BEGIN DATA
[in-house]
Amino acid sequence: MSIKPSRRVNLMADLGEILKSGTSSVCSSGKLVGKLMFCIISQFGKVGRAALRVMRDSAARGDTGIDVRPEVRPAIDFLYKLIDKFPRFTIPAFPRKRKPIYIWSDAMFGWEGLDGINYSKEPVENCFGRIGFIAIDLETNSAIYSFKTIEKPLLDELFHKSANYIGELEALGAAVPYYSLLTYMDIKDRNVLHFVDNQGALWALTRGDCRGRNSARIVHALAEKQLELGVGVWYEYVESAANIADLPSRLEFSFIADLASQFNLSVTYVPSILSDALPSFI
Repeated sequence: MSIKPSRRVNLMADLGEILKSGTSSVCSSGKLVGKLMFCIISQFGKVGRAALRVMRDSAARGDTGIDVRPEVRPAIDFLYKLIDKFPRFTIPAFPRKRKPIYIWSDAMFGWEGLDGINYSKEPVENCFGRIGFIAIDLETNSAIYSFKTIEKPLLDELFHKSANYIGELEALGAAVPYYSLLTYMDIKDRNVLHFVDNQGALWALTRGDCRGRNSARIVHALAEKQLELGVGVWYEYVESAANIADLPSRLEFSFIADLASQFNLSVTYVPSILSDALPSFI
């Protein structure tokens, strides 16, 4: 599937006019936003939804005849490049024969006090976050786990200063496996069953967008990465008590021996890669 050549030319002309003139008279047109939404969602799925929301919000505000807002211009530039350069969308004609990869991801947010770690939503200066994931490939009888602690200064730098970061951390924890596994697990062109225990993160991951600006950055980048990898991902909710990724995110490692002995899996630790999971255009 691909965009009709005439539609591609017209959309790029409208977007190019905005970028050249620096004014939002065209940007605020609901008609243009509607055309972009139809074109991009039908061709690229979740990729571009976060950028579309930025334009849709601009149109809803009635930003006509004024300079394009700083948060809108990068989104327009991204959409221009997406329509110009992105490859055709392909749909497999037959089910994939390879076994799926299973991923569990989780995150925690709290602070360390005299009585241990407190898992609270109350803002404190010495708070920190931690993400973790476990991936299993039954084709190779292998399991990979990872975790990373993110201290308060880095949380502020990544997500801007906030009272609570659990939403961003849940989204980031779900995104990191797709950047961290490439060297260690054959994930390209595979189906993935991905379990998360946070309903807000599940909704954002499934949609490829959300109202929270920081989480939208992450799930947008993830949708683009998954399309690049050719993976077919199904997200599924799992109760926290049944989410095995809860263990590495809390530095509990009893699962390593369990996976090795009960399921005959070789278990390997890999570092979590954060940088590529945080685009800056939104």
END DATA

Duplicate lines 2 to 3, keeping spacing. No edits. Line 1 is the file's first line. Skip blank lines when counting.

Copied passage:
Amino acid sequence: MSIKPSRRVNLMADLGEILKSGTSSVCSSGKLVGKLMFCIISQFGKVGRAALRVMRDSAARGDTGIDVRPEVRPAIDFLYKLIDKFPRFTIPAFPRKRKPIYIWSDAMFGWEGLDGINYSKEPVENCFGRIGFIAIDLETNSAIYSFKTIEKPLLDELFHKSANYIGELEALGAAVPYYSLLTYMDIKDRNVLHFVDNQGALWALTRGDCRGRNSARIVHALAEKQLELGVGVWYEYVESAANIADLPSRLEFSFIADLASQFNLSVTYVPSILSDALPSFI
Repeated sequence: MSIKPSRRVNLMADLGEILKSGTSSVCSSGKLVGKLMFCIISQFGKVGRAALRVMRDSAARGDTGIDVRPEVRPAIDFLYKLIDKFPRFTIPAFPRKRKPIYIWSDAMFGWEGLDGINYSKEPVENCFGRIGFIAIDLETNSAIYSFKTIEKPLLDELFHKSANYIGELEALGAAVPYYSLLTYMDIKDRNVLHFVDNQGALWALTRGDCRGRNSARIVHALAEKQLELGVGVWYEYVESAANIADLPSRLEFSFIADLASQFNLSVTYVPSILSDALPSFI